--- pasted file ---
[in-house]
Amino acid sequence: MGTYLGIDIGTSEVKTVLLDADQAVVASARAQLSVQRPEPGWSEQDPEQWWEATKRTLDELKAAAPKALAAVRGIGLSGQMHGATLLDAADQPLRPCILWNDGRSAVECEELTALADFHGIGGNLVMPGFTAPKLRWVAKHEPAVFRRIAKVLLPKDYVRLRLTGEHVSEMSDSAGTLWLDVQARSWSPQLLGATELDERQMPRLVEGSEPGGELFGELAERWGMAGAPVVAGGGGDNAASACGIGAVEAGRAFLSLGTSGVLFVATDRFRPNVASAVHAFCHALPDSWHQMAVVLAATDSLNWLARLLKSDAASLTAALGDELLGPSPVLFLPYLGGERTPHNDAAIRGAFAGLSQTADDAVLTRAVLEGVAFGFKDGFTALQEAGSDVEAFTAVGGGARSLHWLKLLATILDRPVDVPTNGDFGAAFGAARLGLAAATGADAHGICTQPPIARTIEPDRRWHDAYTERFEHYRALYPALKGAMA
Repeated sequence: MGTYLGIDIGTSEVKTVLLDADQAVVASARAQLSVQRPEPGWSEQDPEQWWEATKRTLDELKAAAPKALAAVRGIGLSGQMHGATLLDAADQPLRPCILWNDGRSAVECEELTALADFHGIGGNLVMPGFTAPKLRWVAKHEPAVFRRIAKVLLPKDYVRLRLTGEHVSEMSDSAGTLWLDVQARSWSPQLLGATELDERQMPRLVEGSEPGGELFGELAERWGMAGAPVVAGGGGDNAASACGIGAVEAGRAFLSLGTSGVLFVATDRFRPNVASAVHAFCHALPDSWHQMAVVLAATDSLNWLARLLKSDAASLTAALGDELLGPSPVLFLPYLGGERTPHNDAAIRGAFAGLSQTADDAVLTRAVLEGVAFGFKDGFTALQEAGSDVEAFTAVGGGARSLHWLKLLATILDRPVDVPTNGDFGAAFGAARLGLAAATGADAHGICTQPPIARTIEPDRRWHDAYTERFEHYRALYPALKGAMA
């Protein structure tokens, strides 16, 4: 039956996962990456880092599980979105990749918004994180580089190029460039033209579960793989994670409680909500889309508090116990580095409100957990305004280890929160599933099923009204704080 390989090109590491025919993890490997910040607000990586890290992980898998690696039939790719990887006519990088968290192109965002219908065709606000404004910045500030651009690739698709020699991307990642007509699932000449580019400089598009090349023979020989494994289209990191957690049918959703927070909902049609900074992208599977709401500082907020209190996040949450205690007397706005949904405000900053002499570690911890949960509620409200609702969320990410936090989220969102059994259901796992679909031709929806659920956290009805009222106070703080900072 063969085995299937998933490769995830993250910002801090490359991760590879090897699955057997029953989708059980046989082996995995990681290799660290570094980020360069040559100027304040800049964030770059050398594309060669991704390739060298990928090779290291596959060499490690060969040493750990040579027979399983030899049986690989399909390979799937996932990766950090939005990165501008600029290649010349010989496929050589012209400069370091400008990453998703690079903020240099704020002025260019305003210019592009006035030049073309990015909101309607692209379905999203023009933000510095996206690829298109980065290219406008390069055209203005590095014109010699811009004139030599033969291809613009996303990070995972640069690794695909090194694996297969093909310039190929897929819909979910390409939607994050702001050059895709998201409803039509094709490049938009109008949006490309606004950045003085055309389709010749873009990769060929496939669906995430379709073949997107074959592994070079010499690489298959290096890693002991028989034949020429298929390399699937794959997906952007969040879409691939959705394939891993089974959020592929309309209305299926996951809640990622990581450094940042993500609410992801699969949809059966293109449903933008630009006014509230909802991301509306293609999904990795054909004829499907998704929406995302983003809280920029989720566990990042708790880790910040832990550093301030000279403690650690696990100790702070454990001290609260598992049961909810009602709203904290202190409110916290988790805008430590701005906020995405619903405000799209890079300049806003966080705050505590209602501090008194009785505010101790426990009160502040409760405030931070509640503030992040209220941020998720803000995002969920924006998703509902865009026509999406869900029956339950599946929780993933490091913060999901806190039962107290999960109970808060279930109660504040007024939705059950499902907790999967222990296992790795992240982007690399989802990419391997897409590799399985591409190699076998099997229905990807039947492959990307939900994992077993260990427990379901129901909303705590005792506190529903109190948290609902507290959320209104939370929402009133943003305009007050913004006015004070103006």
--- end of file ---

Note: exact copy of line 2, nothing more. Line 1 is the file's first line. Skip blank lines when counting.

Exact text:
Amino acid sequence: MGTYLGIDIGTSEVKTVLLDADQAVVASARAQLSVQRPEPGWSEQDPEQWWEATKRTLDELKAAAPKALAAVRGIGLSGQMHGATLLDAADQPLRPCILWNDGRSAVECEELTALADFHGIGGNLVMPGFTAPKLRWVAKHEPAVFRRIAKVLLPKDYVRLRLTGEHVSEMSDSAGTLWLDVQARSWSPQLLGATELDERQMPRLVEGSEPGGELFGELAERWGMAGAPVVAGGGGDNAASACGIGAVEAGRAFLSLGTSGVLFVATDRFRPNVASAVHAFCHALPDSWHQMAVVLAATDSLNWLARLLKSDAASLTAALGDELLGPSPVLFLPYLGGERTPHNDAAIRGAFAGLSQTADDAVLTRAVLEGVAFGFKDGFTALQEAGSDVEAFTAVGGGARSLHWLKLLATILDRPVDVPTNGDFGAAFGAARLGLAAATGADAHGICTQPPIARTIEPDRRWHDAYTERFEHYRALYPALKGAMA